In previous roles, I did manage creative teams in Sprints. With one organization I was able to manage this easily as we had dedicated resources to that team (marketing manager [product owner], project manager [scrum master], content strategist, copywriter, designer, development), and this allowed us easily to align as we didn't have to share resources. With shared resources, it's best if you can find alignment to a particular team within the product lifecycle org to test Scrum. You will want to establish what you want to measure with this team and be sure to capture that data before and after.

I have some great resources I can share with you regarding Agile Marketing. These are not Workfront specific resources, some of them from the certification I just received in Agile Marketing. Would you be interested in these?

Thank you! Hope you have a great day.

Melissa Talcott

Avatar

Level 3

Thank you @Melissa Talcott‚

Yes, this first scenario resonates with me because deadlines will still be very relevant. My team and I have been debating that this call for agile sprints is actually around leadership just throwing a process they are familiar with. (these are all engineers who are used to JIRA and sprints). That notion that people say they want a kanban board because it is a good view versus actually wanting to engage in the full agile/sprint process. If that makes sense.

I would definitely like to see those resources.

Going back to your first scenario. How was the kanban board set up for that execution team? What did the creative/studio team work off of for their task/project list? If it was the kanban. where were the deadlines/priority communicated to each person?

thank you!

Avatar

Level 2

Hi @Melissa Talcott‚ and @Andrea DiMauro-Walton‚! We are experiencing a similar situation. Our Marketing department has been implementing various agile principles but we have not been able to figure out a streamlined way to execute production work due to waterfall workflows with hard deadlines and dependencies. We are concerned that even if we have a dedicated team for a product, they will still be dependent on their work list or project schedule to know if their work is ready to start or who should be reviewing next. We do not want to create ambiguity around their work for the sake of a Kanban visual and would appreciate any tips or resources for solving for this.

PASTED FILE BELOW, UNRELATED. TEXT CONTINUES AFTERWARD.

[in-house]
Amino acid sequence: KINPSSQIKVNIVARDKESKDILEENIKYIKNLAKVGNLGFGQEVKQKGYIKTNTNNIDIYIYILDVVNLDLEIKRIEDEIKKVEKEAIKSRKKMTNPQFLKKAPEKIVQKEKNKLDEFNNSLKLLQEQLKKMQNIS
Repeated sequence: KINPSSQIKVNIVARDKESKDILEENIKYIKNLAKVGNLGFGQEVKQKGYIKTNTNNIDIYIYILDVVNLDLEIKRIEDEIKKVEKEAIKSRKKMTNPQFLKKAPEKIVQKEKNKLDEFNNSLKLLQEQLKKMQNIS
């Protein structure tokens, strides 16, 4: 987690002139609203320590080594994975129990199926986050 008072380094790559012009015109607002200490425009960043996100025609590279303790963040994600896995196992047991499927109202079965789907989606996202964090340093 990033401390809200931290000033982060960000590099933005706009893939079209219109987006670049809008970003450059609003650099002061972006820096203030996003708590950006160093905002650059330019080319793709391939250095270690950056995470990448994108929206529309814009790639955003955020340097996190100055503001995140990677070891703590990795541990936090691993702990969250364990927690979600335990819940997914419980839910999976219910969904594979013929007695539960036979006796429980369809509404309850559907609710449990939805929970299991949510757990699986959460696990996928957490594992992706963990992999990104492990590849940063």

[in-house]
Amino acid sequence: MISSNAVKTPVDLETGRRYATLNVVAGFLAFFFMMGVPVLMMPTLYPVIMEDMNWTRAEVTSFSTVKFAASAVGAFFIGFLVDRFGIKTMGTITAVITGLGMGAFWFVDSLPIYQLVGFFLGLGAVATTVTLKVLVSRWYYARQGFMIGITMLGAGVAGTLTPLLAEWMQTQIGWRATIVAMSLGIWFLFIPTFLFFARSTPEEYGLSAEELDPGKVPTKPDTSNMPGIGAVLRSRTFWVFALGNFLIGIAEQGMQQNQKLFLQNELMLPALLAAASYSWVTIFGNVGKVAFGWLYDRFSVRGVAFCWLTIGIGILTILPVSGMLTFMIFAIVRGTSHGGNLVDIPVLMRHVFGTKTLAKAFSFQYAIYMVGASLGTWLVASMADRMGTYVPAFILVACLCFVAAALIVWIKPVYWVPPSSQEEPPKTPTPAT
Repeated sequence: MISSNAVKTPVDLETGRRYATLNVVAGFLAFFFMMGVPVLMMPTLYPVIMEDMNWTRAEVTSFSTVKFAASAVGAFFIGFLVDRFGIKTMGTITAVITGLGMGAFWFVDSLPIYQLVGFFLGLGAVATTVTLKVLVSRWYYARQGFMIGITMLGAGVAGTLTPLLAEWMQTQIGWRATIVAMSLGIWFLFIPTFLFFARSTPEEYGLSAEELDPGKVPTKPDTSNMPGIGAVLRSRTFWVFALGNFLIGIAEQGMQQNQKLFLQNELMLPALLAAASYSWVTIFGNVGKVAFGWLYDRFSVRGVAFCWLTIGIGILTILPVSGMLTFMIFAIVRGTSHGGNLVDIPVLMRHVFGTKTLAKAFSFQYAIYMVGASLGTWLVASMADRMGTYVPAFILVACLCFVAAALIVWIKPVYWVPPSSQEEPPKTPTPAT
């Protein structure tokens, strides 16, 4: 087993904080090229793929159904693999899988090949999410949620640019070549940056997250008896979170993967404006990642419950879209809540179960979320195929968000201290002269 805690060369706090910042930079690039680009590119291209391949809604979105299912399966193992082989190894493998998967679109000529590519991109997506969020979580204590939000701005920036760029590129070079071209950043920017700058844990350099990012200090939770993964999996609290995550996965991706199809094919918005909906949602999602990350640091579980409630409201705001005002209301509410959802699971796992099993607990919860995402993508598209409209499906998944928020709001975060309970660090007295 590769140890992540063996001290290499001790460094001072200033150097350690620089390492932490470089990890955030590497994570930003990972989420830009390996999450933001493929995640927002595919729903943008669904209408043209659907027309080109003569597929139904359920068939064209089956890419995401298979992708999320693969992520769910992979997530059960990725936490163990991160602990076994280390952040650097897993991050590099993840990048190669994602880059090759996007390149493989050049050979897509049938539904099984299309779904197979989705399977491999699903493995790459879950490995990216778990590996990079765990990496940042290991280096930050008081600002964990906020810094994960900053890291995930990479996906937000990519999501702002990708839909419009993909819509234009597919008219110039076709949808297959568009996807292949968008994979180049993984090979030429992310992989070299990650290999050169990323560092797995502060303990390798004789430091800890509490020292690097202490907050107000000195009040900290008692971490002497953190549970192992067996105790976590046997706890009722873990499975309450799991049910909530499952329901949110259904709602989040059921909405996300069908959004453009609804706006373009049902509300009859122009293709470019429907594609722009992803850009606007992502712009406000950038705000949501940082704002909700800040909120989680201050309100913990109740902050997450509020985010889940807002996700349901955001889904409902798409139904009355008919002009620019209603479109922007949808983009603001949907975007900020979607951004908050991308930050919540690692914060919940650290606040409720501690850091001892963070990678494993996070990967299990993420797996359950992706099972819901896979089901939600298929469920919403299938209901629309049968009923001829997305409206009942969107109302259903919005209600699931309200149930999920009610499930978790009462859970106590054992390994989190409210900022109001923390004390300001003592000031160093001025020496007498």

Avatar

Level 2

@Alexandra Huie‚ and @Andrea DiMauro-Walton‚

I apologize for the delay, between Summit and catching up after Summit...it's been a week!

In a quick nutshell...we shared resources with our creative team, and used the Kanban board to track projects. I used a filter to only show "ready" backlog items, as teams would tag us on tasks that were months out. A big problem there was getting people to actually mark dependencies complete, and the task showing in our backlog. We were getting ready to move to an all-request type of flow, as I felt this would better capture everything coming to the team. It wasn't perfect. I spent a lot of time in meetings, I think more time was spent in a more account management role than anything else. I worked with the marketing teams and made sure they had good creative briefs and that anything the team would be assigned was in fact ready. We also made sure that anything being assigned to the team was in fact work we should be doing. We had the blessing from our CMO to turn down work that was not revenue-generating work. We had a set of priorities and those were our top allocated projects and pulled from the backlog.

I ran the team (only in spirit) using weekly sprints. We had a weekly meeting to review what was new in the backlog and what needed to be worked on. It was also the opportunity to make sure we had everything we needed to be successful. We also had daily standups, and I would often review the backlog with my team leads.

I would suggest that any marketing organization make sure they really understand what Agile is, and really look at it from a marketing perspective. I recently obtained my certification in Agile Marketing from AgileSherpas. I have talked to other customers/organizations who have sent their CMO to train with them. It's a great way to really get a full breadth of understanding but from a marketing perspective.

As you will see, there is no one way to bring Agile to a marketing organization. Every organization is different, and you have to really look at how your teams are structured and experiment. Maybe try with a smaller group and continue to expand. We are always iterating and finding better ways to work.

If I think of more, I will send it. Again, apologies for the delay. I hope you are both well.

Thanks.